As disagreement over how the U.S. should handle incoming Syrian refugees continues to play out, Massachusetts U.S. Rep. Seth Moulton took part in a roundtable discussion Tuesday to get a better understanding of the community of refugees that lives here in the state.
Rep. Moulton says despite the rhetoric and polling that shows concern among Massachusetts residents, there is a proud tradition in this state to be welcoming to refugees.
As for fears ISIS fighters might slip into the country, Moulton expressed confidence in the State Department's vetting system for refugees.
"Refugees go through the strictest screening process of any traveler to the U.S.," Moulton told reporters following his meeting with refugees, which was closed to the press. "It takes 18 to 24 months on average, often more than two years for a refugee to go through the process to come here.
"So when you think about the threats that we face from ISIS and other terrorist organizations around the globe," he added, "it just doesn't make a lot of sense that they would choose literally the most difficult way to get to the U.S., the most scrutinized avenue to send terrorists overseas."
Moulton acknowledged that ISIS is a national security threat and says there needs to be a serious long-term strategy to defeat the group.
"But ISIS is also a sophisticated enemy, and we've got to be smart about that strategy," Moulton said. "We've got to make sure we address where the threat really is. And the threat is not primarily from refugees. We have to have a tight screening process and that process needs to be continued."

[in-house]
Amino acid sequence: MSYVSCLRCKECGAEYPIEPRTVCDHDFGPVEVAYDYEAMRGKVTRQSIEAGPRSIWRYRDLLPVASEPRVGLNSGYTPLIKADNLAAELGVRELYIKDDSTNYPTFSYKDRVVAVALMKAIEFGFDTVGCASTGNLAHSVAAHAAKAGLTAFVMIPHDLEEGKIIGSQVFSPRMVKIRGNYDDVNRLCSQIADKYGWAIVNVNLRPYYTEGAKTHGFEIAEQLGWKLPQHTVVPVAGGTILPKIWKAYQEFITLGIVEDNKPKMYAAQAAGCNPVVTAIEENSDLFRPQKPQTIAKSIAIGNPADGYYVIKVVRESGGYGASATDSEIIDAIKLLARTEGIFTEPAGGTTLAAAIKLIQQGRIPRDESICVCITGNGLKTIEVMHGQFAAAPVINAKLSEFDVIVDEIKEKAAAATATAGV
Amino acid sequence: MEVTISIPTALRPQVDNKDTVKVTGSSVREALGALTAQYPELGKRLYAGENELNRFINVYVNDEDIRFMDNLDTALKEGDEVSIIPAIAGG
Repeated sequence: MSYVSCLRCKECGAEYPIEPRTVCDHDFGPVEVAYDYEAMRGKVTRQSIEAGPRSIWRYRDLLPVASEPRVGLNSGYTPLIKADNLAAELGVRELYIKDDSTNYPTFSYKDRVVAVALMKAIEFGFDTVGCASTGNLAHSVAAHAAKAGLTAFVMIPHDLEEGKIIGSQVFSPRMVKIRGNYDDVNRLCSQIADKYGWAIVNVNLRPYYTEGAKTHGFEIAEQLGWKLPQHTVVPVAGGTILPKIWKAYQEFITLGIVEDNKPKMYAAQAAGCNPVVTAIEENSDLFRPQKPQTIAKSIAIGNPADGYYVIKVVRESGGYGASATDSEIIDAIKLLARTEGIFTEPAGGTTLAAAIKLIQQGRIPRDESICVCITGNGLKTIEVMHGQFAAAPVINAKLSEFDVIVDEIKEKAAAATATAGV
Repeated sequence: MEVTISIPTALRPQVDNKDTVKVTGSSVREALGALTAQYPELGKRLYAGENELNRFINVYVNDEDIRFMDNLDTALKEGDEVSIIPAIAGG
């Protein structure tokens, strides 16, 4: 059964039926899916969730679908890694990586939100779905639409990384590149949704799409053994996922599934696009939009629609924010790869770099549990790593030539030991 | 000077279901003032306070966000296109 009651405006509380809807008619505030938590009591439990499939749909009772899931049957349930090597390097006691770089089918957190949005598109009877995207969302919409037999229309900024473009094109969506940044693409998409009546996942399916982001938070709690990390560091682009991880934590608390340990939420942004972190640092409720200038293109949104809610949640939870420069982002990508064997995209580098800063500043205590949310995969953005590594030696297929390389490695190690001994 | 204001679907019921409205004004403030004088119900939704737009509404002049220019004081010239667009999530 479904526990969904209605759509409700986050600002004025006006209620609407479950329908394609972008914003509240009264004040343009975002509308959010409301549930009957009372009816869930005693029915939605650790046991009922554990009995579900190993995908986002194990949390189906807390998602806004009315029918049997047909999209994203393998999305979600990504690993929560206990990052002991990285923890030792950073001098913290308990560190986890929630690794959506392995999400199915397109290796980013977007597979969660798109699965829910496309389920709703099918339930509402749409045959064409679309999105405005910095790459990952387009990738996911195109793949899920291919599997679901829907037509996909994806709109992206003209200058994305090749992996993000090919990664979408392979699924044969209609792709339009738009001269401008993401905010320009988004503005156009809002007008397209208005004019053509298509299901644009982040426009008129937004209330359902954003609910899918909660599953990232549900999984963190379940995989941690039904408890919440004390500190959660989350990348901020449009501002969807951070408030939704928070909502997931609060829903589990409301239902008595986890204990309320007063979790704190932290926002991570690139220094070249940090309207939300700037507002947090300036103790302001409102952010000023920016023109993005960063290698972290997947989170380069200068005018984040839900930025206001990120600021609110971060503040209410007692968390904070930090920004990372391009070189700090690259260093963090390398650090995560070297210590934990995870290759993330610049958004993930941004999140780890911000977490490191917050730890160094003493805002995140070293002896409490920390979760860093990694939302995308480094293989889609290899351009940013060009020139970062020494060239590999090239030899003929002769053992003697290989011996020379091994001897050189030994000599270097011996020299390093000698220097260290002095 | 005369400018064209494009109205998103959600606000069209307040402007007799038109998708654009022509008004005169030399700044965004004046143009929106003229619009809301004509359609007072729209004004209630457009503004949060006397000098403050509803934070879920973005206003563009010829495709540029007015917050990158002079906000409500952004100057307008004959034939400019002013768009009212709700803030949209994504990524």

Refugee support organizations, along with representatives from Gov. Charlie Baker's office, federal immigration officials and others met with Moulton for about an hour Tuesday.
Hiam Francis, of the group Justice for Detainees in Syria, says Syrians would rather not leave their homes.
"Syria is so beautiful a country," Francis said after the meeting. "We don't want to leave our country. We wanted freedom, but this is the situation now. We have 9 million refugees. They need help, they need support. And I hope we can welcome them here in this country — provide houses for them, essential needs, language, learning and just essential needs."
As for his publicized differences with Baker over whether Massachusetts should accept Syrian refugees, Moulton says he and the governor had a good phone conversation and that it's important that political leaders do their homework.
"I offered to work with the governor to connect him with anyone at the federal level who he would like to speak with, to increase his degree of confidence in the system, to make sure that he understands that we can be safe," Moulton said.
Moulton went on to praise former President George W. Bush for his statements following the 9/11 attacks, that Muslims should not be persecuted here at home.
Moulton says that type of leadership is needed today on both sides of the aisle.
This segment aired on November 24, 2015.
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- Gov. Baker: No More Syrian Refugees In Mass. ‘Until I Know More’